19 Table 13. Type of chemotherapy administered to the BSC NSCLC cases by stage at diagnosis and line (intent to treat 1 ) IIIb IV Total Drug(s) 1 N % N % N % Line 1 Cisplatin CIS + VIN CIS + ETO CIS + GEM CIS + PAC Carboplatin CAR + PAC CAR + VIN CAR + ETO Vinorelbine Other Total Line 2 Cisplatin CIS + VIN CIS + ETO CIS + GEM Carboplatin CAR + PAC CAR + VIN CAR + ETO + ADR + BLE Vinorelbine Docetaxel Total Line 3 Docetaxel Dose given on first cycle 2. ADR: adriamycin, BLE: bleomycin, CAR: carboplatin, CIS: cisplatin, ETO: etoposide, GEM: gemcitabine, PAC: paclitaxel, VIN: vinorelbine There was often a wide range in the dose of a particular drug or combination of drugs that was administered. Table 14 provides the dose distribution for each drug or combination of drugs for each line. Overall and for Stage IV patients (Table 16), the single most frequently administered chemotherapy on the first cycle of the first line was 6 mg/ml.min of carboplatin and 25 mg/m 2 of vinorelbine, while 6 mg/ml.min of carboplatin and 200 mg/m 2 of paclitaxel was the second most common form of chemotherapy. For stage IIIb patients, 6 mg/ml.min of carboplatin and 25 mg/m 2 of vinorelbine or 75 mg/m 2 of cisplatin and 25 mg/m 2 of vinorelbine were equally common treatments (Table 15). 13

20 Table 14. Distribution of chemotherapy by dose (intent to treat 1 ) and line for BSC NSCLC cases Line 1 Line 2 Line 3 Drug(s) 2 Dose N % N % N % CIS + VIN 75 mg/m mg/m mg/m mg/m mg/m mg/m mg/m mg/m mg/m mg/m mg/m mg/m NS CIS + ETO 25 mg/m mg/m mg/m mg/m mg/m mg/m mg/m mg/m mg/m mg/m mg/m mg/m NS CIS + GEM 75 mg/m mg/m mg/m mg/m mg/m mg/m CIS + PAC NS CAR + PAC 3 mg/ml.min + 60 mg/m mg/ml.min mg/m mg/ml.min mg/m mg/ml.min mg/m mg/ml.min mg/m NS CAR + VIN 6 mg/ml.min +25 mg/m NS CAR + ETO 6 mg/ml.min+ 75 mg/m NS CAR + ETO + ADR + BLE NS VIN 25 mg/m mg/m NS DOC 36 mg/m mg/m mg/m NS Other NS Total Dose given on the first cycle 2. ADR: adriamycin, BLE: bleomycin, CAR: carboplatin, CIS: cisplatin, DOC: docetaxel, ETO: etoposide, GEM: gemcitabine, PAC: paclitaxel, VIN: vinorelbine, NS: not stated 14

21 Table 15. Distribution of chemotherapy by dose (intent to treat 1 ) and line for stage IIIb BSC NSCLC cases Drug(s) 2 Dose Line 1 Line 2 Line 3 N % N % N % CIS + VIN 75 mg/m mg/m mg/m mg/m mg/m mg/m mg/m mg/m NS CIS + ETO 25 mg/m mg/m mg/m mg/m mg/m mg/m NS CIS + GEM 50 mg/m mg/m CAR + PAC 3 mg/ml.min + 60 mg/m mg/ml.min mg/m CAR + VIN 6 mg/ml.min +25 mg/m CAR + ETO + ADR + BLE NS VIN 25 mg/m Total Dose given on the first cycle 2. ADR: adriamycin, BLE: bleomycin, CAR: carboplatin, CIS: cisplatin, DOC: docetaxel, ETO: etoposide, GEM: gemcitabine, PAC: paclitaxel, VIN: vinorelbine, NS: not stated 15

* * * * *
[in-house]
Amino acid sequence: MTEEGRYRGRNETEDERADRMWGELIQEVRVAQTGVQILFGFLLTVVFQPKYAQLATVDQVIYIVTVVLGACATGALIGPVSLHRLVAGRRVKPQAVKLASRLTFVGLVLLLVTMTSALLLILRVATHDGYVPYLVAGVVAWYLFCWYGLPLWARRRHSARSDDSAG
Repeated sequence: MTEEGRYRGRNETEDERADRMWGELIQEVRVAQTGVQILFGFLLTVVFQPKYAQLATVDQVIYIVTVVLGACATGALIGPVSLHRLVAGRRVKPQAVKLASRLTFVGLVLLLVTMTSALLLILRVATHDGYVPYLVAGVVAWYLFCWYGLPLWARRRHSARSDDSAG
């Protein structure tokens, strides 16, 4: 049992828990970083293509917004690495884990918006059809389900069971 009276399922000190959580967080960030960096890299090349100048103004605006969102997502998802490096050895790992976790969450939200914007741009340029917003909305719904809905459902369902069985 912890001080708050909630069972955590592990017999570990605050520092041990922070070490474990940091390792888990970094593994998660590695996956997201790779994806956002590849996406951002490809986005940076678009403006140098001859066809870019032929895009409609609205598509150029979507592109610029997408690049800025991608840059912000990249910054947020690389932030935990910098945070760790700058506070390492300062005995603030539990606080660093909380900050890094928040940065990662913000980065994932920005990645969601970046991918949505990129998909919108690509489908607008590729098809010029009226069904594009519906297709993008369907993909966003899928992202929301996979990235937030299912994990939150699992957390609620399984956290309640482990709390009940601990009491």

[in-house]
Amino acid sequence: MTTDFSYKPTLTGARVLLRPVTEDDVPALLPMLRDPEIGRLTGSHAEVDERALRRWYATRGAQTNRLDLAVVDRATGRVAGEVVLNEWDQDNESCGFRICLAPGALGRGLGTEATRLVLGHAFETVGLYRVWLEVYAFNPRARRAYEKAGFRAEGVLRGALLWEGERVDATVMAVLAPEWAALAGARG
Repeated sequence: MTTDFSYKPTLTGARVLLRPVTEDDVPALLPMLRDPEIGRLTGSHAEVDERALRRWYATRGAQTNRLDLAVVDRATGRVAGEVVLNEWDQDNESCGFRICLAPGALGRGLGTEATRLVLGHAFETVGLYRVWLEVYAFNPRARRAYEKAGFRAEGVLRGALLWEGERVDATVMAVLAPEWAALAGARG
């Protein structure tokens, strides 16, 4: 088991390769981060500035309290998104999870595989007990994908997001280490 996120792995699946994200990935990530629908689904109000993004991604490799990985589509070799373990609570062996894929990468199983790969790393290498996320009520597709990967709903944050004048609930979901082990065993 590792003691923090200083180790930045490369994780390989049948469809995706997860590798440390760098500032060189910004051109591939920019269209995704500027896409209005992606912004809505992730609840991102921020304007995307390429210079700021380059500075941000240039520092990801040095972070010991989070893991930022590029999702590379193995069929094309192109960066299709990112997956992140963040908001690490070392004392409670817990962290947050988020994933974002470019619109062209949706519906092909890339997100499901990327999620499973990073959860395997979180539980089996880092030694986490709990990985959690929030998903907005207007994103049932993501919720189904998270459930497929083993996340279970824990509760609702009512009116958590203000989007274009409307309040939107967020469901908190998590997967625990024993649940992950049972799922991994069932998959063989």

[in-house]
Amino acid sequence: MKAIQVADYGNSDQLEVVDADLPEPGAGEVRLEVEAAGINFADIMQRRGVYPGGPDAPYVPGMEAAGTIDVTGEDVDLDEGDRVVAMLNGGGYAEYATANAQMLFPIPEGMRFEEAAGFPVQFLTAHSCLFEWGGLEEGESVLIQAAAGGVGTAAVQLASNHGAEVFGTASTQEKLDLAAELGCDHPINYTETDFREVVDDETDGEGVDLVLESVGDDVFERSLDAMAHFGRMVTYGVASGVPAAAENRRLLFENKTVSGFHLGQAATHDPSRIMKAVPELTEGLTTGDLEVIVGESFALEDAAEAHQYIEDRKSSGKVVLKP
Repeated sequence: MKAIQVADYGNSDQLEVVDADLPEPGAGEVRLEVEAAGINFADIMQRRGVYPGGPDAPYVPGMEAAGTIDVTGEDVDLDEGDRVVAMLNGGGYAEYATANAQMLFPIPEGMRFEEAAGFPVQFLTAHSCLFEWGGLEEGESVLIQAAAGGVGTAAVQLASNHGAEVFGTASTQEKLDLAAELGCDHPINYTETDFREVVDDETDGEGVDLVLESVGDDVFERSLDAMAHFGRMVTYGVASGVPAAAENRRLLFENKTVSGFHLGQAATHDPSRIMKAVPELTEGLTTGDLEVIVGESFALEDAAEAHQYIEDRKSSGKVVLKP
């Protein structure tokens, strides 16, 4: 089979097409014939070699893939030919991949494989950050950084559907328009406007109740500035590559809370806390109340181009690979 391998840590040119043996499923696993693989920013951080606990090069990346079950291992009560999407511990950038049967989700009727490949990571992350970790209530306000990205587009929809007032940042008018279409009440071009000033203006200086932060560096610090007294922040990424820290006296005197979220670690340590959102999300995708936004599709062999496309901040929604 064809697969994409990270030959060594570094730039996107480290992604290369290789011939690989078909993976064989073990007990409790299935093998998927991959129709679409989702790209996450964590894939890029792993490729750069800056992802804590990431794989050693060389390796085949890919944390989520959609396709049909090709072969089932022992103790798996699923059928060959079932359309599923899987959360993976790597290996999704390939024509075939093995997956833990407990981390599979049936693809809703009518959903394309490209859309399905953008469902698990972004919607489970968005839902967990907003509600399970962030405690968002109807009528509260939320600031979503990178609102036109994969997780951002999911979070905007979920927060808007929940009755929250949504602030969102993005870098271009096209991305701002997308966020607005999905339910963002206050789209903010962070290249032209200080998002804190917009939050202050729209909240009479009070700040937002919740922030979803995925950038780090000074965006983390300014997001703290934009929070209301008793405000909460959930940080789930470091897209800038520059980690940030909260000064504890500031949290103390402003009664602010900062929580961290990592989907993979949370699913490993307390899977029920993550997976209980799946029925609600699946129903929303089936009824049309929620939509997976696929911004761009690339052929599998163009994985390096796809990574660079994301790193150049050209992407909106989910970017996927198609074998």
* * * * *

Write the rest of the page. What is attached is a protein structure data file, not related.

22 Table 16. Distribution of chemotherapy by dose (intent to treat 1 ) and line for stage IV BSC NSCLC cases Drug(s) 2 Dose Line 1 Line 2 Line 3 N % N % N % CIS + VIN 75 mg/m mg/m mg/m mg/m mg/m mg/m mg/m mg/m mg/m mg/m NS CIS + ETO 25 mg/m mg/m mg/m mg/m mg/m mg/m mg/m mg/m mg/m mg/m mg/m mg/m NS CIS + GEM 75 mg/m mg/m mg/m mg/m CIS + PAC NS CAR + PAC 3 mg/ml.min mg/m mg/ml.min mg/m mg/ml.min mg/m mg/ml.min mg/m NS CAR + VIN 6 mg/ml.min +25 mg/m NS CAR + ETO 6 mg/ml.min+ 75 mg/m NS VIN 25 mg/m mg/m NS DOC 36 mg/m mg/m NS Other NS Total Dose given on the first cycle 2. ADR: adriamycin, BLE: bleomycin, CAR: carboplatin, CIS: cisplatin, DOC: docetaxel, ETO: etoposide, GEM: gemcitabine, PAC: paclitaxel, VIN: vinorelbine, NS: not stated Although few of the BSC patients received more than one line of chemotherapy, Table 17 shows the chemotherapy they received in subsequent lines, relative to what they received in the first line. There was no common pattern. 16